Simon's and Siegel's responses to the 'mixed strategy anomaly': a missed case in the sensitivity of economics to empirical evidence
In some of their papers published in the 1950s, Herbert Simon and Sidney Siegel responded to the so-called mixed strategy anomaly in ways which deserve more attention. They produced not only (i) immediate defences of the economic theory of their own time, but also (ii) ideas and solutions that have later turned out to be significant contributions to the development of the economic theory of choice and decision-making and the separation of experimental economics from experimental psychology. These observations suggest that economics can be more responsive to empirical anomalies than has been assumed. Furthermore, knowledge of the desirable responsiveness to anomalies can provide means of avoiding the non-desirable immunity to anomalies. Copyright 2003, Oxford University Press.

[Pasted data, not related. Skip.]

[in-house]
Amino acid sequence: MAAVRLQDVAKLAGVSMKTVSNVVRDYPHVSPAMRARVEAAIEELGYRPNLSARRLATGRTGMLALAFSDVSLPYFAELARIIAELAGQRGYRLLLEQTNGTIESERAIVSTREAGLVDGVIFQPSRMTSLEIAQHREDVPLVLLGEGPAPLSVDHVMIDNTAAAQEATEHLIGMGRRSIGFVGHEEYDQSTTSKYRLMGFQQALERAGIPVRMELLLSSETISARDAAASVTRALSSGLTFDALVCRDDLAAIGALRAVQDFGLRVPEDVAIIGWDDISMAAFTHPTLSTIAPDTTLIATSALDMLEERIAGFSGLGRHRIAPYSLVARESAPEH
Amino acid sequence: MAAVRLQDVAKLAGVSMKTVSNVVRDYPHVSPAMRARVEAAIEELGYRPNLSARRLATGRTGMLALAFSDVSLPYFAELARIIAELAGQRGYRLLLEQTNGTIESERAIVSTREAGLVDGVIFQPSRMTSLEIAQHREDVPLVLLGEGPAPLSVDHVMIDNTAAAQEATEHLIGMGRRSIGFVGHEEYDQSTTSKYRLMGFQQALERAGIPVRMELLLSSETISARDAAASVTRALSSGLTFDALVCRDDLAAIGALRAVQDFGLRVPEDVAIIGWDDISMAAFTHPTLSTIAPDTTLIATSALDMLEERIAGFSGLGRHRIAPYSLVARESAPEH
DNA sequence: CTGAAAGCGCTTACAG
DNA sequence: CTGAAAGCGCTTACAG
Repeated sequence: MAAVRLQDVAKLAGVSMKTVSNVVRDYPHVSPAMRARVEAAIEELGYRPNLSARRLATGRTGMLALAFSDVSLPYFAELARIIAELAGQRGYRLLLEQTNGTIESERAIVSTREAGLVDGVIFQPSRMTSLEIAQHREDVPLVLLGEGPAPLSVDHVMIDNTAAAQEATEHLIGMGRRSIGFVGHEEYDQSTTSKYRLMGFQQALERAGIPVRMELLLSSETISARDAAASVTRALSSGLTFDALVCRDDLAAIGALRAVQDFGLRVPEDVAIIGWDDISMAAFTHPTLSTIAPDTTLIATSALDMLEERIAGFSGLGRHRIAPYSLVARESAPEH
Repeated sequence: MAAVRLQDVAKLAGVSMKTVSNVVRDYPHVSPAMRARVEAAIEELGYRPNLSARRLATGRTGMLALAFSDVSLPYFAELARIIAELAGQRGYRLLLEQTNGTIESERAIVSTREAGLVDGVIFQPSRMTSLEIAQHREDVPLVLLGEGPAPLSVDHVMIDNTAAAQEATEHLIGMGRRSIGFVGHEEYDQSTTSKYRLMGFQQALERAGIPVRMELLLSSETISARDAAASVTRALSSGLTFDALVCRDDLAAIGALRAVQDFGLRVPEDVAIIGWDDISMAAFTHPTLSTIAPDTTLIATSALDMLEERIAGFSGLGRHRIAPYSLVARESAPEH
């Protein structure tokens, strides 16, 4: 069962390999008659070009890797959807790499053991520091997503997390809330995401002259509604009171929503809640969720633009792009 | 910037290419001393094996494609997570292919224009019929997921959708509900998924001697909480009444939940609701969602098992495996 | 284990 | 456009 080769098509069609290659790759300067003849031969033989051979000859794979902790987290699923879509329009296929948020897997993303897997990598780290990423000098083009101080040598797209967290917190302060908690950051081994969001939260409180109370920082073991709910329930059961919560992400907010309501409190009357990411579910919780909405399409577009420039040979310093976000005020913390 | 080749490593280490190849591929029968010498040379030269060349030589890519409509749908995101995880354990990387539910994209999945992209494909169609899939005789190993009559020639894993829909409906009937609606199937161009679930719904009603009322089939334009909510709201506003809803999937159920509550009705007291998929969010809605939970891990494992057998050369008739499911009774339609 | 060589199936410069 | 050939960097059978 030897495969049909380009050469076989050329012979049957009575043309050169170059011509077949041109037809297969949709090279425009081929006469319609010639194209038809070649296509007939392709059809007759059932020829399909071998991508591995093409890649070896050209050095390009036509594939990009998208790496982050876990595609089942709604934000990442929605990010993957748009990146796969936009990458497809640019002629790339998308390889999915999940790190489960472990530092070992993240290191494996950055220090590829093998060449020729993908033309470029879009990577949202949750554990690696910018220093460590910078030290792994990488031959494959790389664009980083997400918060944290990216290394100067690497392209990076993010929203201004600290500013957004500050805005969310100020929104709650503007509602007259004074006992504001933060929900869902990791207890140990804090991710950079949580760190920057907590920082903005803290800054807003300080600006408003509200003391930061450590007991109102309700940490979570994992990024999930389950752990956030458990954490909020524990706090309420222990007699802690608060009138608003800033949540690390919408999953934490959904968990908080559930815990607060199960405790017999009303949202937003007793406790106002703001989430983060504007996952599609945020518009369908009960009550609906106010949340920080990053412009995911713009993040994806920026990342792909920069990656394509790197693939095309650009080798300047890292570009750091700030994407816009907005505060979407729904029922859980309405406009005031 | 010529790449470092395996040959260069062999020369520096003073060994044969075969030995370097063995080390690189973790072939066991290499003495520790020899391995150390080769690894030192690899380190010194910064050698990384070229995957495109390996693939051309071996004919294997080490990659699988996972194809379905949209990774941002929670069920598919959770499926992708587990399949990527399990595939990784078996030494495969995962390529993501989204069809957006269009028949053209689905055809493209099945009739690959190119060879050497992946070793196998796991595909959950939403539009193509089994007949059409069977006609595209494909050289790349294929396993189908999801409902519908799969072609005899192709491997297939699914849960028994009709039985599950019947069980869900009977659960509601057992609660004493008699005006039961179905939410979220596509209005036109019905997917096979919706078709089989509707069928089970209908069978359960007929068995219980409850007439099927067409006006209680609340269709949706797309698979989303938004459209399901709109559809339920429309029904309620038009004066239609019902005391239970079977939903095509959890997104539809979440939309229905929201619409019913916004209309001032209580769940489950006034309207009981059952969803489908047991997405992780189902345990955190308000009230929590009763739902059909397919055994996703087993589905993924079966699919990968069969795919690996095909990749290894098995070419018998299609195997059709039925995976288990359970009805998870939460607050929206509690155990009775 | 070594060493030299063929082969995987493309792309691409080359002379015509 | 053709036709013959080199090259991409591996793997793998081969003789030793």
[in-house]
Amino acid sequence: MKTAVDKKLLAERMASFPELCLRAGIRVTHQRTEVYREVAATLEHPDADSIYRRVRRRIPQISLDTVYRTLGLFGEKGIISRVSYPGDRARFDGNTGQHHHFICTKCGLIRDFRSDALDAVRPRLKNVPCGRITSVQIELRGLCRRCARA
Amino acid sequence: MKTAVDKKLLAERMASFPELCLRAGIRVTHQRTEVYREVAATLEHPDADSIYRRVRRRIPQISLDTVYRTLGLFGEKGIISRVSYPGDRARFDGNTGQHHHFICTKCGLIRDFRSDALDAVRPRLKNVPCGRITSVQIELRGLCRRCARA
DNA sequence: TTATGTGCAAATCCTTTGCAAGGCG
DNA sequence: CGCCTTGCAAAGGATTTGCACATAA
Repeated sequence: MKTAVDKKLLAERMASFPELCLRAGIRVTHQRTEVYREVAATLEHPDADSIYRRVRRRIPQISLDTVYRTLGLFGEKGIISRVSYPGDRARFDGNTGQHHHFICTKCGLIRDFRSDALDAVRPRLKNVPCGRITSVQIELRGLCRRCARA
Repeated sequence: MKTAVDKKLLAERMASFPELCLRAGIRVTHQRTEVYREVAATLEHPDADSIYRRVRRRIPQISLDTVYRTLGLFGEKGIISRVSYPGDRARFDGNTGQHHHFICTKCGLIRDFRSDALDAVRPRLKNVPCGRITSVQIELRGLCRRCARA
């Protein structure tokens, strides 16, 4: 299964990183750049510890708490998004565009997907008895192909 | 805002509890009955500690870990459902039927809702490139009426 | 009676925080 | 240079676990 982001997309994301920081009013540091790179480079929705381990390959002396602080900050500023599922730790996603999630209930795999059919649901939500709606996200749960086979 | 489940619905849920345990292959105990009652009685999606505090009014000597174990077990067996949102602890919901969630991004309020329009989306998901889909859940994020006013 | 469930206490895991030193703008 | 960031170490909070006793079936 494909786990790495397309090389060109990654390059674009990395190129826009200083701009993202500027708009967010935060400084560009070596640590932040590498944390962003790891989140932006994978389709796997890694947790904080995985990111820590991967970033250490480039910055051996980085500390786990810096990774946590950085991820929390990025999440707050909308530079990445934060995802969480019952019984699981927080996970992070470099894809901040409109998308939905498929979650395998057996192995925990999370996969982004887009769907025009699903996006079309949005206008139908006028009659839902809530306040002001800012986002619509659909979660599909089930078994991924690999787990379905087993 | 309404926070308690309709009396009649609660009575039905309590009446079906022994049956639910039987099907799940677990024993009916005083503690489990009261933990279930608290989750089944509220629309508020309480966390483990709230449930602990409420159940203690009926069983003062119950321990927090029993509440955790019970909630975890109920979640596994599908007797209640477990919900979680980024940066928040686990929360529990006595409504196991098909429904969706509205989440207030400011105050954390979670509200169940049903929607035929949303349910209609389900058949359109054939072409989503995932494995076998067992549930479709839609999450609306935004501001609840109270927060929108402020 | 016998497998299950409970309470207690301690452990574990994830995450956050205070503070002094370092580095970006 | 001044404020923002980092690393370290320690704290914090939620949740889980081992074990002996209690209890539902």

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Volume (Year): 27 (2003)
Issue (Month): 1 (January)
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